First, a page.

Publishing stories of fascinating Prairie People and Unsung Heroes

Welcome to the blog of Deana Driver - author, editor, and publisher of DriverWorks Ink, a book publishing company based in Saskatchewan. We publish stories of inspiring, fascinating Prairie people and unsung Canadian heroes - written by Prairie authors including Deana Driver. We also publish genres of healing and wellness, humour, children's fiction, and rural poetry. Visit our website to learn more about our books.

Thursday, August 19, 2021

It’s Only Hide and Seek If They Look For You

Grandparenting Tip of the Day:

When playing multi-generational hide and seek, choose your hiding spot carefully.

I spent some precious time with my grandchildren this week, after a rough year of very little contact due to the pandemic. It was glorious fun!

On a couple of occasions, we engaged in some entertaining rounds of Hide and Seek. The adults hid alongside the kids and we had a lot of laughs and “difficulty” finding the littlest ones at times. (Little kids are very good at hiding, you know – even when they repeatedly tell you exactly where they’re hiding!)

During the last round of the last game before everyone went home, I decided to cleverly hide in a spot that none of the kids had used yet – behind a set of long drapes in a bedroom.


The game went off the rails soon after that.

The eight-year-old was the “seeker”. He found the two-year-old and the eleven-year-old, and had come into the room where I was hiding, but he didn’t see me.

Then there was no movement or sounds of any seeking going on.

After a long number of minutes, the 13-year-old and the almost-five-year-old called from the basement to let the seeker know, “We’re down here!”

No response from the seeker. Or the other two.

I kept listening and couldn’t hear any sounds except for the gentle conversation between the two who had been found – with the little one telling her bigger cousin that she loved him.

Then the 13-year-old and five-year-old took turns coming partway up the stairs to loudly yell that “We’re in the basement!”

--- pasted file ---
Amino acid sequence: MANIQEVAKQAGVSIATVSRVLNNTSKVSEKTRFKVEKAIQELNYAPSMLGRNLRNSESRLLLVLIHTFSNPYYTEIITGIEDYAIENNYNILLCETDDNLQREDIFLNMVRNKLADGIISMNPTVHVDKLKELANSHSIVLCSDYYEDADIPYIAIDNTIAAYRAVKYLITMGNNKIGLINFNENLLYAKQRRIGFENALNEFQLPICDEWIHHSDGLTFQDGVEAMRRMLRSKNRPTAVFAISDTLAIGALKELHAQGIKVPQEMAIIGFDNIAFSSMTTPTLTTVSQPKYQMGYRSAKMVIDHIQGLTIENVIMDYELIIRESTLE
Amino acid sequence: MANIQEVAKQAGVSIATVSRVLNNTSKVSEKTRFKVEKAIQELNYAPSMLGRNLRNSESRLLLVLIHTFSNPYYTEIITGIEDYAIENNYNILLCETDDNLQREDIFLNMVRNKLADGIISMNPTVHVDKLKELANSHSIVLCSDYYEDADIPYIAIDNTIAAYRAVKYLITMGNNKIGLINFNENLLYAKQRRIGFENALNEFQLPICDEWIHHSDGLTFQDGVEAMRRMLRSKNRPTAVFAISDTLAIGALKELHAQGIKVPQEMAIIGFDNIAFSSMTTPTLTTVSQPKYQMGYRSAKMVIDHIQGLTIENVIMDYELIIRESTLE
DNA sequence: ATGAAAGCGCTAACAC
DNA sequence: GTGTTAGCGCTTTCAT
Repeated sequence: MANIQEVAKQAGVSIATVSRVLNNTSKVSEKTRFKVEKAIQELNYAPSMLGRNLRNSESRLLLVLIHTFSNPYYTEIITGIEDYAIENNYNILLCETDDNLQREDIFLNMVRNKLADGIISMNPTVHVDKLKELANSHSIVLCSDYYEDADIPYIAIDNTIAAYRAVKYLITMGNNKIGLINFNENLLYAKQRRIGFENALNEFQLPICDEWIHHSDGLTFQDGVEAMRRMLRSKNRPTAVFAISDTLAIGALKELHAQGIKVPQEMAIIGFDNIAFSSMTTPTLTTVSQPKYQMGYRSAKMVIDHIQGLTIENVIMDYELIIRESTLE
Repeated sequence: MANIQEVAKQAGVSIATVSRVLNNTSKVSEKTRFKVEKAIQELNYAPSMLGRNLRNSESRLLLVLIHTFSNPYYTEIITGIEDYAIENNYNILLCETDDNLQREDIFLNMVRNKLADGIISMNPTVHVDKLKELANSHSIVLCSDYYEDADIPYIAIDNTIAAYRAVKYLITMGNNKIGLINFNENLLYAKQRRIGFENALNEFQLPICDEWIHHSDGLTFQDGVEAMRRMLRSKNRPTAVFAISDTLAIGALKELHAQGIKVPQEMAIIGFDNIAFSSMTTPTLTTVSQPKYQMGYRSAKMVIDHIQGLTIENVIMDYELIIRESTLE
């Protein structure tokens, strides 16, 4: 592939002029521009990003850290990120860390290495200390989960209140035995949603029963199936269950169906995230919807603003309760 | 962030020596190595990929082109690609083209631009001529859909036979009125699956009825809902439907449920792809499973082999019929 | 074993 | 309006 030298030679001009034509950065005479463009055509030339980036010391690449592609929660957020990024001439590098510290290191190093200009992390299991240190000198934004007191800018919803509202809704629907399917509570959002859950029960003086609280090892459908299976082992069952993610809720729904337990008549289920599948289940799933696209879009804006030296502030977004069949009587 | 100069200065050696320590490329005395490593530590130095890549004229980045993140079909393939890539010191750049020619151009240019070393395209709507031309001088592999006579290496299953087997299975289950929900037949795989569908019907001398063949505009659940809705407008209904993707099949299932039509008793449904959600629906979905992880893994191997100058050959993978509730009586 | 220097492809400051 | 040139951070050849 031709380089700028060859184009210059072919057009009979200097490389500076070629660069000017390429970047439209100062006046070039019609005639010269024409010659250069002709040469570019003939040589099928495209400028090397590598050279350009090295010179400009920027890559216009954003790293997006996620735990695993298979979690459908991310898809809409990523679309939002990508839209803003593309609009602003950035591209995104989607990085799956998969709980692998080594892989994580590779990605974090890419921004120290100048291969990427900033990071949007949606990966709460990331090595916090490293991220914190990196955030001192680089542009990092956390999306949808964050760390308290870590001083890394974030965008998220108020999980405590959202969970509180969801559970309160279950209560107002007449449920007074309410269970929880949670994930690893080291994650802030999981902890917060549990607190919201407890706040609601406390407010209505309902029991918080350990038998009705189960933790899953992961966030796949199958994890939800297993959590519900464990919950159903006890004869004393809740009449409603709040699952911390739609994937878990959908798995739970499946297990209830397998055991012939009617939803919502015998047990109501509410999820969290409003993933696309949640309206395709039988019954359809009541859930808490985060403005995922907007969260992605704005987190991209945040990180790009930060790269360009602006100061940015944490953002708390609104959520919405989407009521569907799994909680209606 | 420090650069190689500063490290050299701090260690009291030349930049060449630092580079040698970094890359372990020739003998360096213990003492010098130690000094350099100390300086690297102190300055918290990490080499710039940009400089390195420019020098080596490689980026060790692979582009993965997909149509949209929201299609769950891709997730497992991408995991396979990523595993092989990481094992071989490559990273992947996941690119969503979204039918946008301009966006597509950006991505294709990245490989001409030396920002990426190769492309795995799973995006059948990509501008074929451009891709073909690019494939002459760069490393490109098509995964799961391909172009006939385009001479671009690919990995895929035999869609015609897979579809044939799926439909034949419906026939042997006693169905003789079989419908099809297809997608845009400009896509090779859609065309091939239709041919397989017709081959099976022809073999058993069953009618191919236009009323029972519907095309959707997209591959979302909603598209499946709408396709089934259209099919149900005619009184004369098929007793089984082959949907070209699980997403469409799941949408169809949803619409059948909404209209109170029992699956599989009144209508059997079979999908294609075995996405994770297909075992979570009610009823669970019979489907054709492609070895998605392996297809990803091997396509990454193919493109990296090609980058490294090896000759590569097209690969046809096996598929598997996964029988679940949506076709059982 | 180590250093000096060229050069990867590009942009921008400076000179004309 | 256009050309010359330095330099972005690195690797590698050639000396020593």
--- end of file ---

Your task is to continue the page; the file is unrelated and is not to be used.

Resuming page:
No response from the seeker.

“What’s taking them so long?” the five-year-old asked her older cousin, who finally came all the way upstairs – only to find out that the seeker had to stop mid-seek because he had to go to the bathroom.

Hmmm… Now I, the grandma, had a decision to make.

Should I abandon my excellent hiding spot and go visit with the parents of these kids or should I stand firm and wait until the game resumed?

Well, I’m no quitter.

So I stayed.

I stood awkwardly behind the drapes, trying to ignore the cramping in my left calf muscle and then my right. I also tried not to cough or sneeze or breathe too deeply.

I glanced at my Fitbit. Probably 10 or 15 minutes had gone by since I had last heard any commotion that resembled “seeking.” What to do, what to do…

I finally heard the bathroom door open and then the combined voices of the older kids and the younger kids … and the seeker!

No! It couldn’t be!

They’d abandoned the game and had forgotten about Grandma!

A few minutes later, I decided I actually was a quitter after all – in this situation anyway.

I came out of the bedroom and said to the kids gathered together in the next room, “I guess the game is over. And you didn’t find me.”

There were looks of surprise, shock and dismay when the older ones asked, “Were you hiding?” and I answered, “Yes. All this time.”

Then there were many looks of embarrassment among the older kids, especially the little seeker.

Oops.

To his defence, I had not been playing in every single game, so it was a little harder to remember whether he was supposed to find me or not. Anyway… we smiled and carried on.

I still love them all dearly, but it will be awhile before I find a super great hiding place again.

Next time, I’ll go back to sitting in the middle of the floor with a blanket haphazardly thrown over my head. They’ll surely find me there, right?


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